No, fanboys are upset because Abrams took away the philosophical bits that, as a kid, he was too dumb to understand in favor of more explosions.  The philosophical made the shows worth watching.  Campy?  Hell yes.  And fun.  But it was about more than an angry Vulcan and blowing up planets.  It's not the fanboys fault that the "general populace" is too damn dumb or ADD for a two hour introspective character driven piece.


Paramount tried that with Star Treks 5,6,7,8,9, and 10. Nobody wanted to see them.


I don't quite recall the numbers for Star Trek 6 but I believe even in conventional terms, it was well received (both in revenue and critical acclaim).

The other movies didn't do too well because they just weren't all that good. While I agree that the original Treks were pretty campy, what made Trek adored *was* the philosophical introspection. Star Trek 6 happened to hit that sweet spot where it was both a good movie in its own right (production value, plot, script, etc) *and* it included some very potent philosophical questions.

There's no reason we can't have both and while Abrams does a much better job of production quality, his ability at plot and story is fairly lacking. I don't think criticism of lack of substance and debt is unwarranted, nor is expectation of better. This isn't just about Trekkies wanting better Trek; it's movie-goers wanting better movies. Try to let go of the defensiveness and judge it as a movie, not a "Trek" movie. Does it really compare to The Dark Knight Returns or Taken (first, not second)? I think it falls flat.
 
2013-06-10 05:50:52 PM

Farking Canuck:It hasn't been about the movie for a while now.

Only because you don't want to discuss the film, you want to heap abuse at people who don't share your opinions on a popcorn film. Good luck with that, I'm done responding to you.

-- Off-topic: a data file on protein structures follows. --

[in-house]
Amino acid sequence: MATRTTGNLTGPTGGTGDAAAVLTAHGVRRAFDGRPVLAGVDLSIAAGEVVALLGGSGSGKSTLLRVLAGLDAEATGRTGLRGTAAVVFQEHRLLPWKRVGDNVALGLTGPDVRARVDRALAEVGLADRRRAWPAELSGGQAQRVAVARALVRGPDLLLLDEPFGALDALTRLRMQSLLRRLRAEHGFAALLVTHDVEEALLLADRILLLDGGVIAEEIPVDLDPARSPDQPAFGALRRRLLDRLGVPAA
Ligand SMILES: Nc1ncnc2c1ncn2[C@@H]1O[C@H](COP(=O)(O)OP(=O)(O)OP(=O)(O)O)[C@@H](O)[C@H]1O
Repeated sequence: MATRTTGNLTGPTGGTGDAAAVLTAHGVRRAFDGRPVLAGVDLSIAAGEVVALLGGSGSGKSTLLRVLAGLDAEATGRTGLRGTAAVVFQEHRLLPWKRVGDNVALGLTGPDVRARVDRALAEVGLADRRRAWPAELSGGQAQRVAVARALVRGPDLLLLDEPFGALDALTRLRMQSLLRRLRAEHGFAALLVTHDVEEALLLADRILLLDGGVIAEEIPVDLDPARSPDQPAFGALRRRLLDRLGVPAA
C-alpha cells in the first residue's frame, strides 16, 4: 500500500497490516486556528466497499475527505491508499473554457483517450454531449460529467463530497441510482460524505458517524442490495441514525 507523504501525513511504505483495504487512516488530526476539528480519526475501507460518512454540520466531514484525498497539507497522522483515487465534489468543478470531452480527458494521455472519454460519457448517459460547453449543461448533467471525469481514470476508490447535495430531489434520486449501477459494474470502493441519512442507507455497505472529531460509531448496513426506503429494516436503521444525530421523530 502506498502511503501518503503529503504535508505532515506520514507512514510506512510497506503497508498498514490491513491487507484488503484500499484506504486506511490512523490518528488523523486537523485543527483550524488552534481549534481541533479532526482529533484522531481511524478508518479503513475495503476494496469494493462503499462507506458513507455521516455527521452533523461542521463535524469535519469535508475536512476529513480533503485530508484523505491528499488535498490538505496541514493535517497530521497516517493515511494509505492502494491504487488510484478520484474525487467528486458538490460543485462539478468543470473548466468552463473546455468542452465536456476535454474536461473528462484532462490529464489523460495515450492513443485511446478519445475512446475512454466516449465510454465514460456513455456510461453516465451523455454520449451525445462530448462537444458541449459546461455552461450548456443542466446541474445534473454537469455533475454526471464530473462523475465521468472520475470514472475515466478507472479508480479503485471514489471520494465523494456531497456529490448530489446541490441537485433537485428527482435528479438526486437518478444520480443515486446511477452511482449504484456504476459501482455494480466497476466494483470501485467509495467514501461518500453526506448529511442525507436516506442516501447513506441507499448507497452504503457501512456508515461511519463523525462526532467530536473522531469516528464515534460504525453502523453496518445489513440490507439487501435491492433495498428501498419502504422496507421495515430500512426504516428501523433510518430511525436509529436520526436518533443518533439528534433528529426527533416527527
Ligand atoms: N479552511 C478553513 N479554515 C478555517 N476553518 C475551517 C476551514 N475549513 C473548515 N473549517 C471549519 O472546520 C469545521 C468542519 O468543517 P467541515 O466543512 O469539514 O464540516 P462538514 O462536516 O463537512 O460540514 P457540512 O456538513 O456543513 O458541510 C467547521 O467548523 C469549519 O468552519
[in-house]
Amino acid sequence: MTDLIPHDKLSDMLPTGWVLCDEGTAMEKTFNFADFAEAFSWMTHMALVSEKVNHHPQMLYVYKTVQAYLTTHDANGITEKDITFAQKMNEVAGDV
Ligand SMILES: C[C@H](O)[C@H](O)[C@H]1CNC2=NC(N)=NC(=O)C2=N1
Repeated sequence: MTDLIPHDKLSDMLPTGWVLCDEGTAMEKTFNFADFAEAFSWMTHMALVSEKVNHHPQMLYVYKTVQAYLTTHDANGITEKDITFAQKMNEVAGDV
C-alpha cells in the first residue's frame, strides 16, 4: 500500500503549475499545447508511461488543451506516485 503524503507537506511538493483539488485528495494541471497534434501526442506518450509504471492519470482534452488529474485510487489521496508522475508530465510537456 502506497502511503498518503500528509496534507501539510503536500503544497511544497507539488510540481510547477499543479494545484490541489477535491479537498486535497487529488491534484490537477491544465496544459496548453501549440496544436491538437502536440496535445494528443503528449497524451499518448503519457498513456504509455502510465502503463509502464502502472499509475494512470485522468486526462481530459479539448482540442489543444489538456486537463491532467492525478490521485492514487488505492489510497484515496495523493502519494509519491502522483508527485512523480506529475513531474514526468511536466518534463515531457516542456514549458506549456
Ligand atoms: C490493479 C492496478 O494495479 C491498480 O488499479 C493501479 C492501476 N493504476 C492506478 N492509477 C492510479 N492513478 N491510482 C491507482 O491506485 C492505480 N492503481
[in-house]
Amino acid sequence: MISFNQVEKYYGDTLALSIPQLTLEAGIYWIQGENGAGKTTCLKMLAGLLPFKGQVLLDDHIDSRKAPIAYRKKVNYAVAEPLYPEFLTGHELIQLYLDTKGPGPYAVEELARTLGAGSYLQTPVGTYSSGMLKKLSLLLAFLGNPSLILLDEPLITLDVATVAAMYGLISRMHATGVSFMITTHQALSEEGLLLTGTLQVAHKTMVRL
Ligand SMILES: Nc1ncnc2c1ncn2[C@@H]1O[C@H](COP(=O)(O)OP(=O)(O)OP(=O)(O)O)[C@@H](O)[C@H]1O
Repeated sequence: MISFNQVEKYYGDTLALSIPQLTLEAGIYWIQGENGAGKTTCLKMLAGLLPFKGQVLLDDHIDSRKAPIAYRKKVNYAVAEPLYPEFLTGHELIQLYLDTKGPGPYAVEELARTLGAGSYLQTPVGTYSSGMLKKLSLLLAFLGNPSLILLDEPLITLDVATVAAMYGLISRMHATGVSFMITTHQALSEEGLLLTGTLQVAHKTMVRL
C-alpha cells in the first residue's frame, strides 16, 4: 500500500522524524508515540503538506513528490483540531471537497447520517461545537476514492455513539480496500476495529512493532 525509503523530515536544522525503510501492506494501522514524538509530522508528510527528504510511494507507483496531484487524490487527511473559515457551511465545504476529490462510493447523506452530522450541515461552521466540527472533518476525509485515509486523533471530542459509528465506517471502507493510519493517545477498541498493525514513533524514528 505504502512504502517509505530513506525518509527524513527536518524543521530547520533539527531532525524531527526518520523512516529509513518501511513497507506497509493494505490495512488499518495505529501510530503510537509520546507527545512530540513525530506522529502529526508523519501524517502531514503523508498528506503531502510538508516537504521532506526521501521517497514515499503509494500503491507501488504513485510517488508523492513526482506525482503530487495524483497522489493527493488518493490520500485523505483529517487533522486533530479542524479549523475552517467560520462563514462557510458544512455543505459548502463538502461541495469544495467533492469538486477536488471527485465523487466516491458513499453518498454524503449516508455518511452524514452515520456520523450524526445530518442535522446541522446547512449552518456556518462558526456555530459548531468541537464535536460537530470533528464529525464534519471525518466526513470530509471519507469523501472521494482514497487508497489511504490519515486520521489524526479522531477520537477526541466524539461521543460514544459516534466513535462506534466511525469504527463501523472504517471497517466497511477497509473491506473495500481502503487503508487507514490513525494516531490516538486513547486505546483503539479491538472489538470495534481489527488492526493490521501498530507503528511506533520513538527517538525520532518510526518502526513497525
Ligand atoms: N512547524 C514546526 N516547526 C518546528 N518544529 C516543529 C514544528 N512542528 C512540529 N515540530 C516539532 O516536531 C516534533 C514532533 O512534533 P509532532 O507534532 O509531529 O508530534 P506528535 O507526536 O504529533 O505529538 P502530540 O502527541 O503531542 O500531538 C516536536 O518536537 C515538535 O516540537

imgod2u: while Abrams does a much better job of production quality, his ability at plot and story is fairly lacking. I don't think criticism of lack of substance and debt is unwarranted, nor is expectation of better. This isn't just about Trekkies wanting better Trek; it's movie-goers wanting better movies. Try to let go of the defensiveness and judge it as a movie, not a "Trek" movie.


Take my advice, dude; they do NOT want to hear it.
 
2013-06-10 10:15:26 PM

Jim from Saint Paul: However the logic presented to the audience is exactly that. The use of 3 demensions.

I love WoK. It's my favorite of all the movies and a top 10 movie for me in general. Doesn't mean that it doesn;t have it's own massive gaps in logic.


Again, there's no logic problem.  Khan was arrogant and thought he was superior to his opponent in every way.  It blinded him to the fact that he was dealing with a savvy, battle-hardened crew.  Khan and his people were not accustomed to space combat and even an intellectual understanding of three dimensional combat wouldn't be enough to counter a veteran crew that had literally written the book on space combat.  It would be like my saying I could go toe-to-toe with a Marine in rifle combat because I studied the history of firearms.
 
2013-06-10 11:13:56 PM

Mentat: Khan was arrogant and thought he was superior to his opponent in every way.  It blinded him to the fact that he was dealing with a savvy, battle-hardened crew.


I keep trying to explain this. And even if Khan considered that the Enterprise could come from above or below, they were practically blind, there's nothing he could do about it anyway.